Besides being a loom, Jacquard is also referred as a fabric and as a weave. Jacquard is an intricately woven pattern. The pattern is neither embroidered nor printed but woven directly into the fabric. The motif or image on a jacquard often appears in a different color or texture than the rest of the material, but it could also be the same color.
Jacquard designs can be from the very complex to as simple as a repeating geometric pattern. In fact it would not be wrong in saying that literally anything that can be imagined could be reproduced through the jacquard. Multiple color threads can be used to create a jacquard weave, resulting in complex gradations and patterns—landscapes, portraits, and other unique motifs are possible in a jacquard.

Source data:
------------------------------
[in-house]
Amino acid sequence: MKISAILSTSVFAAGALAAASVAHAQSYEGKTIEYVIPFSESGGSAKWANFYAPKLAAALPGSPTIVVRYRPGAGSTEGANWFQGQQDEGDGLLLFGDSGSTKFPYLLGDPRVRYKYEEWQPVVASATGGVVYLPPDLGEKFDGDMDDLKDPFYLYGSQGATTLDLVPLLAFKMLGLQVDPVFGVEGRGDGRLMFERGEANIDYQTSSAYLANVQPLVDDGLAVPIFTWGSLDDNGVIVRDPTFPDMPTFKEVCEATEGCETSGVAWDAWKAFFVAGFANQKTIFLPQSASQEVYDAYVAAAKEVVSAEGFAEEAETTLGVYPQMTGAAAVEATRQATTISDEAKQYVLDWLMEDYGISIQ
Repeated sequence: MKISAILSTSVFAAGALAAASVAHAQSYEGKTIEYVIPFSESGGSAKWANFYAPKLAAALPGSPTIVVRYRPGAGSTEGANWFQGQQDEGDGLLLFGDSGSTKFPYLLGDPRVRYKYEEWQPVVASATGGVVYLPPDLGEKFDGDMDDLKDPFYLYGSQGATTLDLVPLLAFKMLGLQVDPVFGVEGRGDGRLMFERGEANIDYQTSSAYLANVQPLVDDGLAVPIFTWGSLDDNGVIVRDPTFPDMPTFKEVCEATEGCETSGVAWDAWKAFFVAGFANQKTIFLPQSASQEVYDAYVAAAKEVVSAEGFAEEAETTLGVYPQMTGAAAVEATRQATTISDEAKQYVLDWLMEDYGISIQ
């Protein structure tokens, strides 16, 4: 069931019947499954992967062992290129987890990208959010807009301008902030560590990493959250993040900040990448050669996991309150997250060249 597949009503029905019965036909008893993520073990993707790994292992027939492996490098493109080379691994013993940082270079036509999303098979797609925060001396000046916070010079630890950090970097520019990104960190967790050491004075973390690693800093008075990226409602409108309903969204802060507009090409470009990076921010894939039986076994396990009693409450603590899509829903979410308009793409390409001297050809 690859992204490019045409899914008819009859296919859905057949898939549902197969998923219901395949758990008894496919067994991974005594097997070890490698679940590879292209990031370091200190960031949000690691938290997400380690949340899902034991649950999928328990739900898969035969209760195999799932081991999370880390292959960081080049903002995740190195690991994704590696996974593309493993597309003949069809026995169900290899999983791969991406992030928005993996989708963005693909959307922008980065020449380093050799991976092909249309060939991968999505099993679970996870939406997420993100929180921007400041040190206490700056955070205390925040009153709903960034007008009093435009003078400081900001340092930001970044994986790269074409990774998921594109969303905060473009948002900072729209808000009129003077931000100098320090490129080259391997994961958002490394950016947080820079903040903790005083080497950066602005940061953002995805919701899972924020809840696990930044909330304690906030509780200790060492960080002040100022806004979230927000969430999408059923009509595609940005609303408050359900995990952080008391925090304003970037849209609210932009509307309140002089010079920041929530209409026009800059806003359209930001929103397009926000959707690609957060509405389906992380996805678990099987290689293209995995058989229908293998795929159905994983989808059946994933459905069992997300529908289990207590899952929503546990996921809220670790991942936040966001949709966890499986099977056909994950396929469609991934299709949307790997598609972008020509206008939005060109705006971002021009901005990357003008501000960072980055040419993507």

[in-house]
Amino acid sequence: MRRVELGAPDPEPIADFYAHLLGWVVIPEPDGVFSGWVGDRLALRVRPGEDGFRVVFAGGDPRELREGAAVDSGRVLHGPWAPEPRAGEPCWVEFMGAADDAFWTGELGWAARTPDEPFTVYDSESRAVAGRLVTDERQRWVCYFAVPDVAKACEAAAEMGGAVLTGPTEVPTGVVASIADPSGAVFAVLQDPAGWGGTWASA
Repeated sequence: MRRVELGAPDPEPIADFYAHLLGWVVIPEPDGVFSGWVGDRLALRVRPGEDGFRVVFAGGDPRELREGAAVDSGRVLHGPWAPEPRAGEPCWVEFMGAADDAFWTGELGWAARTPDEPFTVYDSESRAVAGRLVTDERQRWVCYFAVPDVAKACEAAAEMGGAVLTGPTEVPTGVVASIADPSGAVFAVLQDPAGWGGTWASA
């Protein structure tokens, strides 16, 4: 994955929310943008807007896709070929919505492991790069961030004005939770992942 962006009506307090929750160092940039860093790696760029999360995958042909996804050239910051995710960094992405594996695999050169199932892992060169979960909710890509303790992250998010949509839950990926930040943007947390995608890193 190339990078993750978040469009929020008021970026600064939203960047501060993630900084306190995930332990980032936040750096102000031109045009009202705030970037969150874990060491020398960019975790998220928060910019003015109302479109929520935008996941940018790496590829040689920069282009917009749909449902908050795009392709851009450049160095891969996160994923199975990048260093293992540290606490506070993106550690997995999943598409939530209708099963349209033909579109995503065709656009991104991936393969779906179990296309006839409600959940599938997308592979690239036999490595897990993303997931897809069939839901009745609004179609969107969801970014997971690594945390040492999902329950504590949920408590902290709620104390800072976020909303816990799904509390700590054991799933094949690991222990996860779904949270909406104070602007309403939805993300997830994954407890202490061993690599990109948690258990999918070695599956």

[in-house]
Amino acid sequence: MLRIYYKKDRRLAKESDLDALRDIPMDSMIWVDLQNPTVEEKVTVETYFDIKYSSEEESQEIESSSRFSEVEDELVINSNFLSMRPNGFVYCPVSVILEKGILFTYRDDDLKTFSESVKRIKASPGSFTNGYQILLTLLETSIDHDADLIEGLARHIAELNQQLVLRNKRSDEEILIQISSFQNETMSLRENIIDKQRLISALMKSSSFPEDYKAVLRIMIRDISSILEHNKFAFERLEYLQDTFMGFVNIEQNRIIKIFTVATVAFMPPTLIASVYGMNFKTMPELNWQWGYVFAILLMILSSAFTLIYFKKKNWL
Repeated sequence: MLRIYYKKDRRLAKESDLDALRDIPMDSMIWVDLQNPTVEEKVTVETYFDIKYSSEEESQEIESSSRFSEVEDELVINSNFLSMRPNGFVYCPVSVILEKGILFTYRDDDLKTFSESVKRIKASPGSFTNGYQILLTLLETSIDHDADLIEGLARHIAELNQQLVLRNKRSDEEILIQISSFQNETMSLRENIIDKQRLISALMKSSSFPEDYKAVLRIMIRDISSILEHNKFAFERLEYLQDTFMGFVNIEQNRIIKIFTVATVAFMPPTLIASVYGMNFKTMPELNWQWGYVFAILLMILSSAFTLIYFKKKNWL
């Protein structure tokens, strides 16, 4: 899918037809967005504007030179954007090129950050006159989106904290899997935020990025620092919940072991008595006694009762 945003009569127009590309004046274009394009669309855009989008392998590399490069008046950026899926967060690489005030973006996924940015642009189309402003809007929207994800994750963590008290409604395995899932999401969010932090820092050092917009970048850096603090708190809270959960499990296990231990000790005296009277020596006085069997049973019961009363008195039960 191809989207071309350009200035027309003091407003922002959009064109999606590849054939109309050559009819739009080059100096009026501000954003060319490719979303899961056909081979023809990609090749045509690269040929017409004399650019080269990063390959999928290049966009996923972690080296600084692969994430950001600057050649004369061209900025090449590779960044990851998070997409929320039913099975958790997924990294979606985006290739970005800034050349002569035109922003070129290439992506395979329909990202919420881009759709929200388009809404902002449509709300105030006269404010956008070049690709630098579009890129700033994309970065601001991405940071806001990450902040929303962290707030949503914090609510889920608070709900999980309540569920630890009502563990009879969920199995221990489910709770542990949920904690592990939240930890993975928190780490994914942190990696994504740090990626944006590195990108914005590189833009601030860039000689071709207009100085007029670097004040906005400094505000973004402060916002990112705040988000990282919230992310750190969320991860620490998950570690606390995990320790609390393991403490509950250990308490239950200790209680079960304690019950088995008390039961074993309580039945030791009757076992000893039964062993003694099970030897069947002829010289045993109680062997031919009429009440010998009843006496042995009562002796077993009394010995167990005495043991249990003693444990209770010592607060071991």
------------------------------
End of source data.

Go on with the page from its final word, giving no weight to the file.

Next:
While it takes longer to create a jacquard weave, the result is a stretchy and more stable fabric than basic weaving yields. The drape and durability of the finished jacquard ultimately depends upon the type of fibers used in the weave. Fabrics such as Brocade, Brocatelle, Damask, Piqué, Tapestry, etc. fall under the category of Jacquard fabrics as these fabrics are woven on Jacquard loom fabric.